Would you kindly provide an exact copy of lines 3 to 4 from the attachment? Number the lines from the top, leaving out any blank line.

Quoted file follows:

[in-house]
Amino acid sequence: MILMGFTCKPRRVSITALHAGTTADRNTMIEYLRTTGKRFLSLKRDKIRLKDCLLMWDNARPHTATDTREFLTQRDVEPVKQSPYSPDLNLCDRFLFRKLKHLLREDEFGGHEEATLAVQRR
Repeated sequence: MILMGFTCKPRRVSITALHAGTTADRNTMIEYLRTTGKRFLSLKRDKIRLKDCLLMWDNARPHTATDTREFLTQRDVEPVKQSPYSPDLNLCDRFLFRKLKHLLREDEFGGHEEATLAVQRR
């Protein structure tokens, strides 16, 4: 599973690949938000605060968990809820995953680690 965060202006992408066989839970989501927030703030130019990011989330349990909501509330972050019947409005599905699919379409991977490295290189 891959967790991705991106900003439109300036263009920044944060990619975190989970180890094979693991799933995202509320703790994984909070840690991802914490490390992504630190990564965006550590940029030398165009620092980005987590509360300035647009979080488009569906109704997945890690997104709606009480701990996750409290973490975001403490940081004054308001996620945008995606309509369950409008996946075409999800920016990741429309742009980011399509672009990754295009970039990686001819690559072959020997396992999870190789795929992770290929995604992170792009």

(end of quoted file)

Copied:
Repeated sequence: MILMGFTCKPRRVSITALHAGTTADRNTMIEYLRTTGKRFLSLKRDKIRLKDCLLMWDNARPHTATDTREFLTQRDVEPVKQSPYSPDLNLCDRFLFRKLKHLLREDEFGGHEEATLAVQRR
């Protein structure tokens, strides 16, 4: 599973690949938000605060968990809820995953680690 965060202006992408066989839970989501927030703030130019990011989330349990909501509330972050019947409005599905699919379409991977490295290189 891959967790991705991106900003439109300036263009920044944060990619975190989970180890094979693991799933995202509320703790994984909070840690991802914490490390992504630190990564965006550590940029030398165009620092980005987590509360300035647009979080488009569906109704997945890690997104709606009480701990996750409290973490975001403490940081004054308001996620945008995606309509369950409008996946075409999800920016990741429309742009980011399509672009990754295009970039990686001819690559072959020997396992999870190789795929992770290929995604992170792009």